Published: Plume (Penguin) 2012
Format: Paperback 286 pages
Source: Own book
Seattle, 1933. Single mother Vera Ray kisses her three-year-old son, Daniel, goodnight and departs to work the night-shift at a local hotel. She emerges to discover that a May-Day snow has blanketed the city, and that her son has vanished. Outside, she finds his beloved teddy bear lying face-down on an icy street, the snow covering up any trace of his tracks, or the perpetrator's.My thoughts
Seattle, 2010. Seattle Herald reporter Claire Aldridge, assigned to cover the May 1 "blackberry winter" storm and its twin, learns of the unsolved abduction and vows to unearth the truth. In the process, she finds that she and Vera may be linked in unexpected ways...
This is a dual narrative book, partly set back in the 1930's and partly set in the present day. Vera is struggling in the Depression, she must leave her child alone while she goes out to work. My heart went out to Vera, a wonderful mother who deeply loved her child. Her life is juxtaposed with the rich who seemingly have no care for those less fortunate.
Claire too has lost a child, when she is assigned to the "blackberry winter" story, she feels a deep connection, that sparks her back into life, after an incredibly hard year. Her relationship with her husband is faltering, the stress of losing a child has driven them apart. Ethan and Claire love one another, but will their marriage survive this deep grief?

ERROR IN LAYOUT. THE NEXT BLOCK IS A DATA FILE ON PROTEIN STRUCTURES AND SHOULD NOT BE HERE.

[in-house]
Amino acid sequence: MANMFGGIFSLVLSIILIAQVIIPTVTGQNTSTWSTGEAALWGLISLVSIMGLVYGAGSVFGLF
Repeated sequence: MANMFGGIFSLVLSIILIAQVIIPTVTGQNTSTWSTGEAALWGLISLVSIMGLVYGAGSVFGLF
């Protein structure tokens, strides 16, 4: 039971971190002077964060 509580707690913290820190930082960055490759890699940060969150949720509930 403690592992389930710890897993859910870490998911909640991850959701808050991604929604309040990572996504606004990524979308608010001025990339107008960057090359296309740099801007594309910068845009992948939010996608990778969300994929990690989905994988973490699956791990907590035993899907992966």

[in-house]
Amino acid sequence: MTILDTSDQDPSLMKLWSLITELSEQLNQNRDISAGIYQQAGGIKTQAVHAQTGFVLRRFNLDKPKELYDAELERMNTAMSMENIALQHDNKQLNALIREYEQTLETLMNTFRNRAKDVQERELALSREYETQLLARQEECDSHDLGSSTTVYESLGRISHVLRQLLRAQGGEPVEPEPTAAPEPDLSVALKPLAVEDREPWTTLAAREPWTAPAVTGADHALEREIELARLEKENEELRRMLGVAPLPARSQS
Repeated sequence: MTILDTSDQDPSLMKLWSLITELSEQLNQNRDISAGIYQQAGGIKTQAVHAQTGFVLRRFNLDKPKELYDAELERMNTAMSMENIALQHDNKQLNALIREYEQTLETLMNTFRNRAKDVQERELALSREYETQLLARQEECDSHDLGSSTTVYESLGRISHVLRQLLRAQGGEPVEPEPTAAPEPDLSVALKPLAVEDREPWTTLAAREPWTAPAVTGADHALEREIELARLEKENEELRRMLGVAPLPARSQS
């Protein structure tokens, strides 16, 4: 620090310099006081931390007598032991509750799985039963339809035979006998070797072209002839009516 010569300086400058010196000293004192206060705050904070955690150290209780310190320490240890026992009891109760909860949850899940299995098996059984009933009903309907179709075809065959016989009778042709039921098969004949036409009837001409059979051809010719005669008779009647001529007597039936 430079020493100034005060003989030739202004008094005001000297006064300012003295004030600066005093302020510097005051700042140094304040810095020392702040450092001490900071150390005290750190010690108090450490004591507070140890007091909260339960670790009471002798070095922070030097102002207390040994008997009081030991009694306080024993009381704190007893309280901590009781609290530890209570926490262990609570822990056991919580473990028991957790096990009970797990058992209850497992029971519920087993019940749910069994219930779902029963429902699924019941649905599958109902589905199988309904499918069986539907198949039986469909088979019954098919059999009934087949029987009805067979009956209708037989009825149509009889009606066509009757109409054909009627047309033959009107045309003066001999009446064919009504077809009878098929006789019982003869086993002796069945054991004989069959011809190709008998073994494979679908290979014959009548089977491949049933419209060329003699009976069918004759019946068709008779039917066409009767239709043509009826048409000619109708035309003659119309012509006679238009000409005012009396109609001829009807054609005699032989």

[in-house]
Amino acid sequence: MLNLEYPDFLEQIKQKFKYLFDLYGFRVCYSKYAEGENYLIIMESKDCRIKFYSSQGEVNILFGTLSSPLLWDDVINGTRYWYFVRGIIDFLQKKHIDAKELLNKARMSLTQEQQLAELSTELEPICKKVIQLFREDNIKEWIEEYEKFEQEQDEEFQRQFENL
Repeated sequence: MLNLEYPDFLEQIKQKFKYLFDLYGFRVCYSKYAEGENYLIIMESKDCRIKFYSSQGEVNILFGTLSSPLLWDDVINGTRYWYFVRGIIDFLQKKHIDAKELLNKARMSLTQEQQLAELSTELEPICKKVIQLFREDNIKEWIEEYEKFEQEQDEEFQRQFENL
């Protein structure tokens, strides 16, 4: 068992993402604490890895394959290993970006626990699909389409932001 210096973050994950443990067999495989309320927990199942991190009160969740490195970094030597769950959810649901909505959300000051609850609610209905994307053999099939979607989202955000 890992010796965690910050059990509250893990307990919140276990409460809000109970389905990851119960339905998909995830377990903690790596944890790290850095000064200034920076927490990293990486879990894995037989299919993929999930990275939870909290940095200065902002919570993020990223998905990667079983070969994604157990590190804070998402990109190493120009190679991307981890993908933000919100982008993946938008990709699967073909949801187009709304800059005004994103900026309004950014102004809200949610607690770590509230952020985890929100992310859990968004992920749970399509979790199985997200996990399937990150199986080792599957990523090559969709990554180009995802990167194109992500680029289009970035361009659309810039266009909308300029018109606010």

This story is a mystery, as the reader is not given all the clues as the story opens. We don't even know how Claire and Ethan lost their child. Slowly piece by piece the story is revealed. Each little clue is significant. The first clue I picked up was that the Seattle Herald did not publish the story of the lost child in 1933. Slowly all is revealed, the pieces come together to a very bittersweet conclusion. It was satisfying, but I needed to reach for the tissues!
Beautifully written, very compassionate towards parents who lose children, helping those of us who haven't to feel some of the heartbreak such parents experience. I will be reading more of Sarah Jio's novels.